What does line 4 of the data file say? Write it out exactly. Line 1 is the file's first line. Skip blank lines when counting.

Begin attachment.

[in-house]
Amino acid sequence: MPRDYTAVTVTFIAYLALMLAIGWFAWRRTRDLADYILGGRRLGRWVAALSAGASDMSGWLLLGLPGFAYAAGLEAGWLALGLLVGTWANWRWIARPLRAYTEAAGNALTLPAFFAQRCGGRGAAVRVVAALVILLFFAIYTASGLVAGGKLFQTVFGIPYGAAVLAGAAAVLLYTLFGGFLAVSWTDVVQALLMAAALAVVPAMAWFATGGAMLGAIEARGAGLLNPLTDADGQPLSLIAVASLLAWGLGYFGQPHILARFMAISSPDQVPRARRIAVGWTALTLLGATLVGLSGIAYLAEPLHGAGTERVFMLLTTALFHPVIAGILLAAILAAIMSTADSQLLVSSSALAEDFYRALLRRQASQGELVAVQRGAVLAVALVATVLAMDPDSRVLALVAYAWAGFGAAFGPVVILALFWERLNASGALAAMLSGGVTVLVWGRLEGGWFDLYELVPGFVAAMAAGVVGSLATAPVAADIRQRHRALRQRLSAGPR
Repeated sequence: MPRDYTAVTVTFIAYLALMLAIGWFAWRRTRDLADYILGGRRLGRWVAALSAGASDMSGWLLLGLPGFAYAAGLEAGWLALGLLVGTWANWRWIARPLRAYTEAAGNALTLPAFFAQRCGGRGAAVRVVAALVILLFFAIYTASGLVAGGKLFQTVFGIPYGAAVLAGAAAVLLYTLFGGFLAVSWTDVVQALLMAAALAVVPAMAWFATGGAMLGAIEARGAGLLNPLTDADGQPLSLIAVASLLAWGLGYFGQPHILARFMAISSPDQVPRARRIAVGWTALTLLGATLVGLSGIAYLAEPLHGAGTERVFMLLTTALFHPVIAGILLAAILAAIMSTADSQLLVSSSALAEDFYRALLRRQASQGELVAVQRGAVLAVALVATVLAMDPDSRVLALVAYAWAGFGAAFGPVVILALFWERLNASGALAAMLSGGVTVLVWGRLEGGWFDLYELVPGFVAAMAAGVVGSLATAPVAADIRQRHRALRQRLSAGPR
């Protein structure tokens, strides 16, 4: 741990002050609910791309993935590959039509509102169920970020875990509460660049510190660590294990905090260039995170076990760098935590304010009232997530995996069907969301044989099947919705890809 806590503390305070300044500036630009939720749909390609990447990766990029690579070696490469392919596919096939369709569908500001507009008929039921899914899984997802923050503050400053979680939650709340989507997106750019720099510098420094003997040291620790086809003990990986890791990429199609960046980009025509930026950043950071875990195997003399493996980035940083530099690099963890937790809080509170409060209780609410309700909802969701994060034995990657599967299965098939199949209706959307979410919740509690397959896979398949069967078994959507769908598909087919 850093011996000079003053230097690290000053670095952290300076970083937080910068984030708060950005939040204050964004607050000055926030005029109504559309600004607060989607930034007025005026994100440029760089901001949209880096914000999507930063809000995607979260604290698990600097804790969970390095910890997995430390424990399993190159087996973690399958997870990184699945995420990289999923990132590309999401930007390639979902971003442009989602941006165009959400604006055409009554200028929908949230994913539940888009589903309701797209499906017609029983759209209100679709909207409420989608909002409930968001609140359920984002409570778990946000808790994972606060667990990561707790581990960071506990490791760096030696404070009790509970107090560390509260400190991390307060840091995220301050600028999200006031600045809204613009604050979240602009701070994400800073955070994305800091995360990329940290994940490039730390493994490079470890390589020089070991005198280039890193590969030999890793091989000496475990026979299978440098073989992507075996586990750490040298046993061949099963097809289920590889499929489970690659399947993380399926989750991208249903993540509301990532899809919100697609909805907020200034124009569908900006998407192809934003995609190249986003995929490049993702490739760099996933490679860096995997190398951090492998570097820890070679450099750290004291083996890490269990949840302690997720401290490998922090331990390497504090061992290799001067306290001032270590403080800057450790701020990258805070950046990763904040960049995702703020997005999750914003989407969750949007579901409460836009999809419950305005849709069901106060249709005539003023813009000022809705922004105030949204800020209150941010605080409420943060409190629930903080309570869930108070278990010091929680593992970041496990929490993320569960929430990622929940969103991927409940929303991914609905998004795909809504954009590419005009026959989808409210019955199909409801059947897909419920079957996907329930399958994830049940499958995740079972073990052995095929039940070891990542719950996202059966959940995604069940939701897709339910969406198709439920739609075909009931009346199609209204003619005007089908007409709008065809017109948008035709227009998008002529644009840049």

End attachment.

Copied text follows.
């Protein structure tokens, strides 16, 4: 741990002050609910791309993935590959039509509102169920970020875990509460660049510190660590294990905090260039995170076990760098935590304010009232997530995996069907969301044989099947919705890809 806590503390305070300044500036630009939720749909390609990447990766990029690579070696490469392919596919096939369709569908500001507009008929039921899914899984997802923050503050400053979680939650709340989507997106750019720099510098420094003997040291620790086809003990990986890791990429199609960046980009025509930026950043950071875990195997003399493996980035940083530099690099963890937790809080509170409060209780609410309700909802969701994060034995990657599967299965098939199949209706959307979410919740509690397959896979398949069967078994959507769908598909087919 850093011996000079003053230097690290000053670095952290300076970083937080910068984030708060950005939040204050964004607050000055926030005029109504559309600004607060989607930034007025005026994100440029760089901001949209880096914000999507930063809000995607979260604290698990600097804790969970390095910890997995430390424990399993190159087996973690399958997870990184699945995420990289999923990132590309999401930007390639979902971003442009989602941006165009959400604006055409009554200028929908949230994913539940888009589903309701797209499906017609029983759209209100679709909207409420989608909002409930968001609140359920984002409570778990946000808790994972606060667990990561707790581990960071506990490791760096030696404070009790509970107090560390509260400190991390307060840091995220301050600028999200006031600045809204613009604050979240602009701070994400800073955070994305800091995360990329940290994940490039730390493994490079470890390589020089070991005198280039890193590969030999890793091989000496475990026979299978440098073989992507075996586990750490040298046993061949099963097809289920590889499929489970690659399947993380399926989750991208249903993540509301990532899809919100697609909805907020200034124009569908900006998407192809934003995609190249986003995929490049993702490739760099996933490679860096995997190398951090492998570097820890070679450099750290004291083996890490269990949840302690997720401290490998922090331990390497504090061992290799001067306290001032270590403080800057450790701020990258805070950046990763904040960049995702703020997005999750914003989407969750949007579901409460836009999809419950305005849709069901106060249709005539003023813009000022809705922004105030949204800020209150941010605080409420943060409190629930903080309570869930108070278990010091929680593992970041496990929490993320569960929430990622929940969103991927409940929303991914609905998004795909809504954009590419005009026959989808409210019955199909409801059947897909419920079957996907329930399958994830049940499958995740079972073990052995095929039940070891990542719950996202059966959940995604069940939701897709339910969406198709439920739609075909009931009346199609209204003619005007089908007409709008065809017109948008035709227009998008002529644009840049």